Pitt Magazine’s writer Ervin Dyer traveled to South Korea to meet just some of Pitt’s notable South Korean alumni and hear their extraordinary stories. Among those he interviewed were three GSPIA alums including Byong Hyon Kwon, (MPIA ’68); Shin-Bok Kim, (MPIA ’72, EDUC ‘73G), and Keun Namkoong, (MPA '78, PhD ’89).
Byong Hyon Kwon (MPIA ’68)
Byong Hyon Kwon, is the Republic of Korea's former Ambassador to the People's Republic of China. He is the Founder and President of Future Forest, a non-governmental organization that raises awareness and addresses the challenges posed by desertification. Kwon received the Legacy Laureate Award - one of the University of Pittsburgh's most prestigious honors granted to alumni for outstanding personal and professional accomplishments during Pitt’s Homecoming in the fall of 2010. To read article, click here.
Shin-Bok Kim, (MPIA ’72)
Shin-Bok Kim completed his BA (1968) and MPA (1970) at Seoul National University where, as a graduate student, he also served as a Research Fellow on the Long-term Comprehensive Educational Planning Committee at the Korean Ministry of Education. In 1971 Kim came to the University of Pittsburgh, where he earned both his MPIA (from GSPIA in 1972) and his PhD (from the School of Education in 1973) in just two years. In South Korea: He championed educational reform and excellence, becoming the first at Seoul National University to hold the positions of provost and executive vice president; and, as the government’s vice minister of education, he reorganized vocational colleges and collaborated to hire more teachers and build more classrooms. To read article, click here.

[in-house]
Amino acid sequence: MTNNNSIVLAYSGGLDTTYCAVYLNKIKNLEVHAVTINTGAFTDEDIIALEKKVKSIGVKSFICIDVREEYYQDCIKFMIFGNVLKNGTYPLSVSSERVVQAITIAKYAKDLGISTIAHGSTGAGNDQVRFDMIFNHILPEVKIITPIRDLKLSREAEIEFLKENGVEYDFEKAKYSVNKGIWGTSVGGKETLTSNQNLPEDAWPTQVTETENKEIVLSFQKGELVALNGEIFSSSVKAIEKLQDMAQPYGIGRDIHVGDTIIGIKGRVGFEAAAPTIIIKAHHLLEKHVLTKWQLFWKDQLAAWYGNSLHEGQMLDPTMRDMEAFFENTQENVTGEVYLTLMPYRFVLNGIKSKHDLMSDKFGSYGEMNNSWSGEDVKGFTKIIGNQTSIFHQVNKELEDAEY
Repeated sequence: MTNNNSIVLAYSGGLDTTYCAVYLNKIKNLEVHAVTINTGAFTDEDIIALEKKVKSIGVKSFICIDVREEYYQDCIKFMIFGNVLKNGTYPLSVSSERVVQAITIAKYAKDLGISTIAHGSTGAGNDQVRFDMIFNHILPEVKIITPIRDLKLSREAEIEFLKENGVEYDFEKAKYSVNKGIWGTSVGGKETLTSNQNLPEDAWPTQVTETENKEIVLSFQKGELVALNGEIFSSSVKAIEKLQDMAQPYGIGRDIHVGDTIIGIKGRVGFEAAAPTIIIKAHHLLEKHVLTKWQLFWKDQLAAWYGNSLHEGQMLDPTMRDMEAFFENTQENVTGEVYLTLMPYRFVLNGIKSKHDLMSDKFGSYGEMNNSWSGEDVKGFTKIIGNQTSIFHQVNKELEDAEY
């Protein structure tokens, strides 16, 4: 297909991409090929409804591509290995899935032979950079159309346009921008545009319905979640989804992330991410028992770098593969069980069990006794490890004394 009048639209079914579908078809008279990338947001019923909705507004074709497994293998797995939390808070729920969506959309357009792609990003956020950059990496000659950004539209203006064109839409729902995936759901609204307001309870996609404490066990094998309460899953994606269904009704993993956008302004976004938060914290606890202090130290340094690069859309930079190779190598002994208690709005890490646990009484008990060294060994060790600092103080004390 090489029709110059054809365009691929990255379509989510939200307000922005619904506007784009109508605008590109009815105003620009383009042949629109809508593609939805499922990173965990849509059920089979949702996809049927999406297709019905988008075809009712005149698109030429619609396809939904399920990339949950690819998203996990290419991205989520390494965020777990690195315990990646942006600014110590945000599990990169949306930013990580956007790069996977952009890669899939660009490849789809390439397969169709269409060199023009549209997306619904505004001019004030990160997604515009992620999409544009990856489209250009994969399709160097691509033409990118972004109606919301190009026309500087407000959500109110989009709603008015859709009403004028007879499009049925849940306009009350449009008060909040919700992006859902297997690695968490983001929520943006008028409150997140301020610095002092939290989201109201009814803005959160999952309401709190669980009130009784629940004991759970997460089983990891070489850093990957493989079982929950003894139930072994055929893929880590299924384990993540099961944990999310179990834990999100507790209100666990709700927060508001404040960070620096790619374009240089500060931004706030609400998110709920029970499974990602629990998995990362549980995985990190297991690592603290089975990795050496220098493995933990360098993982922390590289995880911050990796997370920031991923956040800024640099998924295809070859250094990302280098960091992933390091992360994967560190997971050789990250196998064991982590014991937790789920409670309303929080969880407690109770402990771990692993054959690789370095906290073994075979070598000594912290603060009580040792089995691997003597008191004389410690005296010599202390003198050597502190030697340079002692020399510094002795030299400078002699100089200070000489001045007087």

Keun Namkoong, (MPA ’78, PhD ’89)
Keun Namkoong earned the Bachelor of Arts degree in Political Science (1976) and the Master of Arts degree in Public Administration (1978) from Seoul National University. He earned the Doctor of Philosophy degree from GSPIA in 1989 and his dissertation, A Cross-National Study on Public Health Program and Policy Development: Comparative Analysis of Alternative Perspectives, received an Honorable Mention by the National Association of Schools of Public Affairs and Administration (NASPAA). In South Korea: He advocated for and instituted changes to how government administrators use research to build better policy; wrote two widely used books on research methods and public policy; and helped transform Seoul National University of Science and Technology into a globally respected research institution as the school’s president. To read article, click here.